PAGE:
a major achievement in contemporary English literature
and deserve to be better known than they yet are. He is a master of narrative, for one thing, most of his stories developing
a tremendous thrust as they advance irreversibly towards an explosive climax, and one of my concerns will be to illuminate his skill in managing this typical narrative line. He is also a gifted and versatile writer of prose, capable of rendering in some of his novels an exceptionally substantial
and meticulously observed physical world, and of recreating
in others the inner lives of characters who range from an almost mindless Neanderthal man, through the Dean of a church in medieval England, to a twentieth-century
artist. In fact, one mark of Golding’s originality is his
willingness to risk rather different verbal modes in several of his works; thus, in the chapters that follow I shall be insisting
periodically on his accomplishments as a stylist. Most strikingly, he is a fiercely intelligent novelist who brings all his intellectual power to bear in imagining his stories, which has meant that the later ones, especially, have become increasingly
difficult to comprehend on a first reading—even The Pyramid, so much more relaxed in manner than the earlier novels, reveals its theme only gradually and obliquely.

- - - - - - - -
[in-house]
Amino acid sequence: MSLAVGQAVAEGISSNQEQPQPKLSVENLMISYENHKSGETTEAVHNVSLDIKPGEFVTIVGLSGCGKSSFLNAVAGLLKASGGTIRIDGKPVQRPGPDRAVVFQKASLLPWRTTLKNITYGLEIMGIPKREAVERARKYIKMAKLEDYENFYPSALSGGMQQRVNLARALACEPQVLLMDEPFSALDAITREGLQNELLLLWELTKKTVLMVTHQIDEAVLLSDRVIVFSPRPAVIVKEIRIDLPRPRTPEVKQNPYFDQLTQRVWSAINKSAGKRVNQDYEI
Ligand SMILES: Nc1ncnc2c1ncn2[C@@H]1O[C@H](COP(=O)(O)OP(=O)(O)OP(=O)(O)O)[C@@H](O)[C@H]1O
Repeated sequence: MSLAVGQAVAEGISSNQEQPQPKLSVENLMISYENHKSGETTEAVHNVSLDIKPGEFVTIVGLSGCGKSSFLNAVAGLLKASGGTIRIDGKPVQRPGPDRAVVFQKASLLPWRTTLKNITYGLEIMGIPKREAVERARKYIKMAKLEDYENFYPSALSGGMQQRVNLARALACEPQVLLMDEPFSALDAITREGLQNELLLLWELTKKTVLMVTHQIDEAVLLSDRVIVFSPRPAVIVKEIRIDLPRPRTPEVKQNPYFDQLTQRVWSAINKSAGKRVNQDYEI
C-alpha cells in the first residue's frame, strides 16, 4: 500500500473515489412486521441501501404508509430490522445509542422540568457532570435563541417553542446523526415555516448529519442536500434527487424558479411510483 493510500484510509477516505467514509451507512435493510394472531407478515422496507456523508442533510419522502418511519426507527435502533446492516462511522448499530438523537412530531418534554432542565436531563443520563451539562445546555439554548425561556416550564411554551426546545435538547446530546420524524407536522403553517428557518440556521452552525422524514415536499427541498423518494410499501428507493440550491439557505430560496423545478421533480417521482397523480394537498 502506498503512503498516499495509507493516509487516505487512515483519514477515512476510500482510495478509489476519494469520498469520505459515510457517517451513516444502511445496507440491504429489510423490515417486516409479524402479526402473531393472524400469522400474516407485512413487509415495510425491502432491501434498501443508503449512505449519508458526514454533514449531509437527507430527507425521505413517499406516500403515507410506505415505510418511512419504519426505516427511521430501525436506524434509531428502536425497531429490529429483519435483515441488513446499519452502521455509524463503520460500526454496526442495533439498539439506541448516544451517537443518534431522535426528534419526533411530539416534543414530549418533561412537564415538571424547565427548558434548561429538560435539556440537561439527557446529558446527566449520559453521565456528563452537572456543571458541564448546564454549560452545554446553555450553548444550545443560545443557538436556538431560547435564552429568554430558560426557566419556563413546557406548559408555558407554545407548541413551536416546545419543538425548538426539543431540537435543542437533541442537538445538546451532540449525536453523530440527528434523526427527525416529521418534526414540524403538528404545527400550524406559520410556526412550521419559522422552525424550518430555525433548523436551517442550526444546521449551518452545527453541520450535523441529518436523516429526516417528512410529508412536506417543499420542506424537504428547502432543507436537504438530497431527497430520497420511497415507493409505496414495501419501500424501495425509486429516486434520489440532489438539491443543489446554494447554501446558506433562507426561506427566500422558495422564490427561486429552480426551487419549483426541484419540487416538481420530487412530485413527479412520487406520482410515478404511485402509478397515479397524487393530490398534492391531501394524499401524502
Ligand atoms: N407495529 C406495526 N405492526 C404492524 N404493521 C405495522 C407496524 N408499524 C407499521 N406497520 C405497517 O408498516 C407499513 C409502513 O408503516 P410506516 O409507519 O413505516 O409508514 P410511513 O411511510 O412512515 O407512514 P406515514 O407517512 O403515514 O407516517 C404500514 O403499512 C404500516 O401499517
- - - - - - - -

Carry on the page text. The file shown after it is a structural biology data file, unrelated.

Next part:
This helps to explain, of course, the diminishing appeal of his books to the general public, and it is my excuse for dwelling, in treating the later novels, on their meanings as they unfold. Most fundamentally, however, he is intensely honest as a novelist: although a religious view of man has manifested itself more and more clearly in his fiction up through The Spire, for example, Golding refuses to represent
his characters as transcending the limitations of the human condition. While I shall from time to time be pointing
out what seem to me weaknesses in these stories, the virtues I have just claimed for Golding as novelist will indicate
the perspectives from which I examine the separate novels through the following pages—in hopes of demonstrating
that these virtues are indeed substantial.
1. This treatment of Golding’s fiction up through The Spire was published shortly after I had completed my own chapters on the first five novels, and I have been delighted to find its authors confirming, for one thing, my sense of the richness as fictions of Golding’s stories or seizing on many of the same ambiguities that I regard as problematic, especially in the later novels—though I think that Mark Kinkead-Weekes and Ian Gregor tend to view the ambiguities at the close of The Inheritors or of Free Fall, to name major instances, as more fully resolved than I can. But I have taken advantage of their insight to
4 The Novels of William Golding
correct several misreadings I had made of details in the novels, and no one interested in Golding’s fiction can afford not to read their sensitive and stimulating critical study.
2. “The Novels of William Golding,” reprinted in William Goldings “Lord of the Flies”: A Source Book, ed. William Nelson (New York, 1963), p. 108—a collection of essays which I shall refer to hereafter as…Howard S. Babb free ebook